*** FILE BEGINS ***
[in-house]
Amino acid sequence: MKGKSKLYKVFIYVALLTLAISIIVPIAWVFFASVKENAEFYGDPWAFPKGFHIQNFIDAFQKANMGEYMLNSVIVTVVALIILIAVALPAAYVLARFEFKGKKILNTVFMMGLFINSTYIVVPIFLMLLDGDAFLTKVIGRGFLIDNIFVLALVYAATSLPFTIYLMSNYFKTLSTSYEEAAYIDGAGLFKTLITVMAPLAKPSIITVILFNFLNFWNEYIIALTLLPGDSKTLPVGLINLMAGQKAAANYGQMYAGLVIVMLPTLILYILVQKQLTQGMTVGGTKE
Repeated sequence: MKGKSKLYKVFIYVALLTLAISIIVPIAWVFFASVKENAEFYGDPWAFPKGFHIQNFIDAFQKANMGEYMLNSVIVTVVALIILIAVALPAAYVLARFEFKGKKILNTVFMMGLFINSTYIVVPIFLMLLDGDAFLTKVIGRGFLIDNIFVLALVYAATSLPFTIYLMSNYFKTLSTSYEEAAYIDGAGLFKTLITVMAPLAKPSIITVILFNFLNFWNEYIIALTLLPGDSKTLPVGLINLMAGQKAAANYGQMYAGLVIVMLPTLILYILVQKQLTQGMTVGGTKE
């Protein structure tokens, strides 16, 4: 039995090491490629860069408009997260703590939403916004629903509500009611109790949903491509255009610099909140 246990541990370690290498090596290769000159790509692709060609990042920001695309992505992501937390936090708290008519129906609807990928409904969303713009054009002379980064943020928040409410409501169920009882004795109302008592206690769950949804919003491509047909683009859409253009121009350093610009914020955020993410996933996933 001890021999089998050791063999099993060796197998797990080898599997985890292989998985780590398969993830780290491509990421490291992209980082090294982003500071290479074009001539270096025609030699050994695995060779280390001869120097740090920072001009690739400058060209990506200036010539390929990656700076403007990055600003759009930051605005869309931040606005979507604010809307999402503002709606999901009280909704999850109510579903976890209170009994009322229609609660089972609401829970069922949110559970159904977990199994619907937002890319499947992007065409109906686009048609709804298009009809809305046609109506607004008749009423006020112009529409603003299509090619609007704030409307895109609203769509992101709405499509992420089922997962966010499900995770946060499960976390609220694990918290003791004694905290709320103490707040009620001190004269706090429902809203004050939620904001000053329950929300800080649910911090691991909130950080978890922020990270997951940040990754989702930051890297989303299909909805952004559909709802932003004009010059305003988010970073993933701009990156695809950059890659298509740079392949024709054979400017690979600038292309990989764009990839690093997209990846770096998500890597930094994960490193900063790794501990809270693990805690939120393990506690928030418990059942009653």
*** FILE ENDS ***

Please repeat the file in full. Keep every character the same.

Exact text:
[in-house]
Amino acid sequence: MKGKSKLYKVFIYVALLTLAISIIVPIAWVFFASVKENAEFYGDPWAFPKGFHIQNFIDAFQKANMGEYMLNSVIVTVVALIILIAVALPAAYVLARFEFKGKKILNTVFMMGLFINSTYIVVPIFLMLLDGDAFLTKVIGRGFLIDNIFVLALVYAATSLPFTIYLMSNYFKTLSTSYEEAAYIDGAGLFKTLITVMAPLAKPSIITVILFNFLNFWNEYIIALTLLPGDSKTLPVGLINLMAGQKAAANYGQMYAGLVIVMLPTLILYILVQKQLTQGMTVGGTKE
Repeated sequence: MKGKSKLYKVFIYVALLTLAISIIVPIAWVFFASVKENAEFYGDPWAFPKGFHIQNFIDAFQKANMGEYMLNSVIVTVVALIILIAVALPAAYVLARFEFKGKKILNTVFMMGLFINSTYIVVPIFLMLLDGDAFLTKVIGRGFLIDNIFVLALVYAATSLPFTIYLMSNYFKTLSTSYEEAAYIDGAGLFKTLITVMAPLAKPSIITVILFNFLNFWNEYIIALTLLPGDSKTLPVGLINLMAGQKAAANYGQMYAGLVIVMLPTLILYILVQKQLTQGMTVGGTKE
């Protein structure tokens, strides 16, 4: 039995090491490629860069408009997260703590939403916004629903509500009611109790949903491509255009610099909140 246990541990370690290498090596290769000159790509692709060609990042920001695309992505992501937390936090708290008519129906609807990928409904969303713009054009002379980064943020928040409410409501169920009882004795109302008592206690769950949804919003491509047909683009859409253009121009350093610009914020955020993410996933996933 001890021999089998050791063999099993060796197998797990080898599997985890292989998985780590398969993830780290491509990421490291992209980082090294982003500071290479074009001539270096025609030699050994695995060779280390001869120097740090920072001009690739400058060209990506200036010539390929990656700076403007990055600003759009930051605005869309931040606005979507604010809307999402503002709606999901009280909704999850109510579903976890209170009994009322229609609660089972609401829970069922949110559970159904977990199994619907937002890319499947992007065409109906686009048609709804298009009809809305046609109506607004008749009423006020112009529409603003299509090619609007704030409307895109609203769509992101709405499509992420089922997962966010499900995770946060499960976390609220694990918290003791004694905290709320103490707040009620001190004269706090429902809203004050939620904001000053329950929300800080649910911090691991909130950080978890922020990270997951940040990754989702930051890297989303299909909805952004559909709802932003004009010059305003988010970073993933701009990156695809950059890659298509740079392949024709054979400017690979600038292309990989764009990839690093997209990846770096998500890597930094994960490193900063790794501990809270693990805690939120393990506690928030418990059942009653």